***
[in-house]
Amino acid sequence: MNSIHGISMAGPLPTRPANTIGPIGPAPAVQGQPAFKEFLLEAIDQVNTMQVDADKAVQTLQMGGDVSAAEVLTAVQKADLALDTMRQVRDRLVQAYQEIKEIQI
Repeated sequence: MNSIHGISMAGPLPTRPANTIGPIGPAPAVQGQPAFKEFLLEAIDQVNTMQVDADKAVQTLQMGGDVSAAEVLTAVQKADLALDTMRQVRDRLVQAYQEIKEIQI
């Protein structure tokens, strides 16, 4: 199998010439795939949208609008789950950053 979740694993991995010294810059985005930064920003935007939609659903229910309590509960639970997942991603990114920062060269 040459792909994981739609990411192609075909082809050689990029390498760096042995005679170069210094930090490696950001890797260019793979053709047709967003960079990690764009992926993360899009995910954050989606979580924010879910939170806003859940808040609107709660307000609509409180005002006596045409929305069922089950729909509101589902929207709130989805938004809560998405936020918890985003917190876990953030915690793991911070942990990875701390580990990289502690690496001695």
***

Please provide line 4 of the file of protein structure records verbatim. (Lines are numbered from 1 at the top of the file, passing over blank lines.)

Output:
């Protein structure tokens, strides 16, 4: 199998010439795939949208609008789950950053 979740694993991995010294810059985005930064920003935007939609659903229910309590509960639970997942991603990114920062060269 040459792909994981739609990411192609075909082809050689990029390498760096042995005679170069210094930090490696950001890797260019793979053709047709967003960079990690764009992926993360899009995910954050989606979580924010879910939170806003859940808040609107709660307000609509409180005002006596045409929305069922089950729909509101589902929207709130989805938004809560998405936020918890985003917190876990953030915690793991911070942990990875701390580990990289502690690496001695």